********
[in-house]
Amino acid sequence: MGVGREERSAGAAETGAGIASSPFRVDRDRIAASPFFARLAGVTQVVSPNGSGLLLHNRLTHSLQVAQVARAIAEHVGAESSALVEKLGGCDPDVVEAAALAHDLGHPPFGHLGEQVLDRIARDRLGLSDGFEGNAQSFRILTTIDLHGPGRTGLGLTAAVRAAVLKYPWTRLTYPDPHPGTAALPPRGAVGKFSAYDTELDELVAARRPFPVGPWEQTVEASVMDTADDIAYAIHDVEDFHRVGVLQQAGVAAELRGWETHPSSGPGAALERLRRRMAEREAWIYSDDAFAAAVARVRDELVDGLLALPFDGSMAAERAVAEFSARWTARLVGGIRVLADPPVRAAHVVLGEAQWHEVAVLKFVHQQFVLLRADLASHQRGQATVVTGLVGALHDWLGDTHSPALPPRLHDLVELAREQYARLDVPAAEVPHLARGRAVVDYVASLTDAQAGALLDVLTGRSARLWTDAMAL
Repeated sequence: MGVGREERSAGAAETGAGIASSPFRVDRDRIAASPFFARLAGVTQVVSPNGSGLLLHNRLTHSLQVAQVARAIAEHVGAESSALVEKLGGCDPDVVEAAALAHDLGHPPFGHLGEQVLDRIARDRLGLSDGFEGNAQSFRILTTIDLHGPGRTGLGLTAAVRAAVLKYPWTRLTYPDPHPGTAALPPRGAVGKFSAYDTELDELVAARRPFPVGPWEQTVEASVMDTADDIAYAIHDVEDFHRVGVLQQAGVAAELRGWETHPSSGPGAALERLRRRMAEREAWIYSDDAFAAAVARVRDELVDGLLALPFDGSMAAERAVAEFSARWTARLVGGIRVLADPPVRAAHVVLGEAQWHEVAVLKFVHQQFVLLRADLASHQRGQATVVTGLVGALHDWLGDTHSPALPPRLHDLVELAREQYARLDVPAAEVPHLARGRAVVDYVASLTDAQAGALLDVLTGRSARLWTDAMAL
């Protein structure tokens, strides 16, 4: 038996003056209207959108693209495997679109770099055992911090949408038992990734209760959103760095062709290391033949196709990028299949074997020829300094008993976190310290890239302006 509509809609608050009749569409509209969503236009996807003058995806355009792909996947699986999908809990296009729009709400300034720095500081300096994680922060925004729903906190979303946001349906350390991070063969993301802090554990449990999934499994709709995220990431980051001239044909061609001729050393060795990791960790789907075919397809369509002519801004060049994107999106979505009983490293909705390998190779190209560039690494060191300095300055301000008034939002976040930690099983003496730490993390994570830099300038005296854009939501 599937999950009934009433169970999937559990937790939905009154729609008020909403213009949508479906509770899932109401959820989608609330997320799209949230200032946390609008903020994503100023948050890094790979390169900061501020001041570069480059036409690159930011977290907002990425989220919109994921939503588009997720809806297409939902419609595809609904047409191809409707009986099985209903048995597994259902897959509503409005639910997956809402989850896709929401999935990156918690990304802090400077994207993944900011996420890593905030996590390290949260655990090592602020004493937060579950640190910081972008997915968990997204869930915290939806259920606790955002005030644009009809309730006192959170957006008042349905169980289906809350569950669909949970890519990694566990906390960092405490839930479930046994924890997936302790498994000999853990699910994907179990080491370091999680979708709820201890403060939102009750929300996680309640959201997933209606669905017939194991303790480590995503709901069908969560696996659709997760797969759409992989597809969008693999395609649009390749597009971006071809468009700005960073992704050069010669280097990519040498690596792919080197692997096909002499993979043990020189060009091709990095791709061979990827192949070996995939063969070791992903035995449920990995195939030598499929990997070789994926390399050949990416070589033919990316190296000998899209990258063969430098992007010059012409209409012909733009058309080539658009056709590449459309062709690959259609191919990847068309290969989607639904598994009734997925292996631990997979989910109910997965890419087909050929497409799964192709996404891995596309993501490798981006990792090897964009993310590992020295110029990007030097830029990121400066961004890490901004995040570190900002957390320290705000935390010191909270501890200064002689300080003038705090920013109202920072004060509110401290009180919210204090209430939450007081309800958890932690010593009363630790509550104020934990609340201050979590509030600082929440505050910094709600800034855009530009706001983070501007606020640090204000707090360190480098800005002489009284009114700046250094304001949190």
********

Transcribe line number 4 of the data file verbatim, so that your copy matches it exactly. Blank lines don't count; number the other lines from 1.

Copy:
């Protein structure tokens, strides 16, 4: 038996003056209207959108693209495997679109770099055992911090949408038992990734209760959103760095062709290391033949196709990028299949074997020829300094008993976190310290890239302006 509509809609608050009749569409509209969503236009996807003058995806355009792909996947699986999908809990296009729009709400300034720095500081300096994680922060925004729903906190979303946001349906350390991070063969993301802090554990449990999934499994709709995220990431980051001239044909061609001729050393060795990791960790789907075919397809369509002519801004060049994107999106979505009983490293909705390998190779190209560039690494060191300095300055301000008034939002976040930690099983003496730490993390994570830099300038005296854009939501 599937999950009934009433169970999937559990937790939905009154729609008020909403213009949508479906509770899932109401959820989608609330997320799209949230200032946390609008903020994503100023948050890094790979390169900061501020001041570069480059036409690159930011977290907002990425989220919109994921939503588009997720809806297409939902419609595809609904047409191809409707009986099985209903048995597994259902897959509503409005639910997956809402989850896709929401999935990156918690990304802090400077994207993944900011996420890593905030996590390290949260655990090592602020004493937060579950640190910081972008997915968990997204869930915290939806259920606790955002005030644009009809309730006192959170957006008042349905169980289906809350569950669909949970890519990694566990906390960092405490839930479930046994924890997936302790498994000999853990699910994907179990080491370091999680979708709820201890403060939102009750929300996680309640959201997933209606669905017939194991303790480590995503709901069908969560696996659709997760797969759409992989597809969008693999395609649009390749597009971006071809468009700005960073992704050069010669280097990519040498690596792919080197692997096909002499993979043990020189060009091709990095791709061979990827192949070996995939063969070791992903035995449920990995195939030598499929990997070789994926390399050949990416070589033919990316190296000998899209990258063969430098992007010059012409209409012909733009058309080539658009056709590449459309062709690959259609191919990847068309290969989607639904598994009734997925292996631990997979989910109910997965890419087909050929497409799964192709996404891995596309993501490798981006990792090897964009993310590992020295110029990007030097830029990121400066961004890490901004995040570190900002957390320290705000935390010191909270501890200064002689300080003038705090920013109202920072004060509110401290009180919210204090209430939450007081309800958890932690010593009363630790509550104020934990609340201050979590509030600082929440505050910094709600800034855009530009706001983070501007606020640090204000707090360190480098800005002489009284009114700046250094304001949190």